Upon successful completion of Phase I—and what constitutes success is defined in the OT—the company can move on to Phase II or Phase III, each awarded as an addendum to the original OT. This is not an automatic progression to a next phase. The small business must still complete certain agreed upon milestones to continue the journey across the Valley of Death, and you must, of course, have funding. You should also include your Intellectual Property (IP) strategy as part of your plan, which will mean negotiating rights/licenses either up front or with each new phase.

Not every SBIR will make it beyond Phase I, or Phase II, if you allow them to enter the consortium at Phase II instead of Phase I. Nor should they transition to a new phase unless they have a future with your program. Maybe they off-ramp to some other program they’re better suited to or maybe they leave the field entirely. Your focus is on the technologies that can successfully keep your zombie upgraded.

In this case, your five SBIR I’s are working on something unique to your program and sharing that information, at least at top level, with each other. They’re not in direct competition, which improves their willingness to share.

Your line-up might look something like this:

Sharp Dressed Zombies, LLC: body armor for zombies (special focus on brain/head injuries)

Rick Grimes & Son, Inc/University of Terminus: parts obsolescence issues

Speed Walker Partners: increased mobility

Good Zzzzs, LLC: maximizing efficiency through reduced down time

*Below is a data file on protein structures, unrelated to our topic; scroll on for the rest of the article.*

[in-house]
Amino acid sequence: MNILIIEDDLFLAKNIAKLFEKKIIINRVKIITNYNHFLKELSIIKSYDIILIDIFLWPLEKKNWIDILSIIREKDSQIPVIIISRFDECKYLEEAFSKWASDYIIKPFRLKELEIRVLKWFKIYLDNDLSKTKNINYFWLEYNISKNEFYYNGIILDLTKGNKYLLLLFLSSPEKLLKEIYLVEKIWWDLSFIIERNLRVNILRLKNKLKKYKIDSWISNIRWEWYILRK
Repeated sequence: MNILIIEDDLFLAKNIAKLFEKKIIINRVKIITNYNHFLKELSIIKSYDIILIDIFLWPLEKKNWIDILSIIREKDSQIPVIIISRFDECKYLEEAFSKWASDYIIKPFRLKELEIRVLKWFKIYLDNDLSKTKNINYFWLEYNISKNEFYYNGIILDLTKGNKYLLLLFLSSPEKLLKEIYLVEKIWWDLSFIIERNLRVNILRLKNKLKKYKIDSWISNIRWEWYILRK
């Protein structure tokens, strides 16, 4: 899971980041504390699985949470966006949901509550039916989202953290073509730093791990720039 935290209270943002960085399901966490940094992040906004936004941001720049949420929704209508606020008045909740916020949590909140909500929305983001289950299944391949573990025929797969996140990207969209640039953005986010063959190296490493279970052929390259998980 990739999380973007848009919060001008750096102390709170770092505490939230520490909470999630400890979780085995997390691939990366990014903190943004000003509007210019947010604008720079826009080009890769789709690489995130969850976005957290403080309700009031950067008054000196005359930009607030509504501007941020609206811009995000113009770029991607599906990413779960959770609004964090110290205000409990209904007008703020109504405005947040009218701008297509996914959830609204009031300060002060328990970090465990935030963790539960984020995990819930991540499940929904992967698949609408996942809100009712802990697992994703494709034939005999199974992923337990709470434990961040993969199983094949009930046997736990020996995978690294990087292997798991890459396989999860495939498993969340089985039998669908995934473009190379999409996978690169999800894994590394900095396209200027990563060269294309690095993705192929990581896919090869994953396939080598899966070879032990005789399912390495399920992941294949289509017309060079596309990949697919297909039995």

Bite Me, Inc: improved dental replacements with a venture capital match

Over the course of the first year, Good Zzzzs, LLC does not show promise and drops out (“off-ramps” from the consortium), though the ZRAP Office does acquire valuable data on how an adversary might deactivate the Agile Zombie by broadcasting lullabies and begins to factor a lullaby scrambler into the body armor.

Sharp Dressed Zombies, LLC jumps directly to a Phase III that includes the lullaby scrambler, and the Grimes/Terminus STTR proceeds to Phase II. Speed Walker advances to Phase II before off-ramping, providing vital information to the makers of body armor so that the Agile Zombie no longer trips over his shuffling feet. Bite Me progresses to Phase III, with a strong likelihood of taking their dual use dental implants to the commercial medical industry.

Rapid Innovation Fund (RIF) for the Agile Zombie:

Planning for filling gaps in the consortium as well as increased funding, you add a topic to the Rapid Innovation Fund BAA. Granted, this isn’t something you’ll benefit from immediately, but by planning ahead, you could be bringing one or two RIF’s on board about the time your Phase III’s are ramping up. You might later have a follow-on to a RIF.